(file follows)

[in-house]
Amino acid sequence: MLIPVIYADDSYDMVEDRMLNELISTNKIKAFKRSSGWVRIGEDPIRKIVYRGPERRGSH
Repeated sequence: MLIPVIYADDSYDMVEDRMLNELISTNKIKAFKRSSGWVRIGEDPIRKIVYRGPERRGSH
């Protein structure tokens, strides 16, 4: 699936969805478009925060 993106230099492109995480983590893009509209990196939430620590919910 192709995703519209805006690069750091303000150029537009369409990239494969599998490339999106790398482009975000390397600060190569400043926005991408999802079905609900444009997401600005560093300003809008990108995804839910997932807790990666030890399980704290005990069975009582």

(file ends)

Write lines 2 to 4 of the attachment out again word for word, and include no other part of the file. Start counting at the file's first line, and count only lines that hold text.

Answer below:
Amino acid sequence: MLIPVIYADDSYDMVEDRMLNELISTNKIKAFKRSSGWVRIGEDPIRKIVYRGPERRGSH
Repeated sequence: MLIPVIYADDSYDMVEDRMLNELISTNKIKAFKRSSGWVRIGEDPIRKIVYRGPERRGSH
């Protein structure tokens, strides 16, 4: 699936969805478009925060 993106230099492109995480983590893009509209990196939430620590919910 192709995703519209805006690069750091303000150029537009369409990239494969599998490339999106790398482009975000390397600060190569400043926005991408999802079905609900444009997401600005560093300003809008990108995804839910997932807790990666030890399980704290005990069975009582």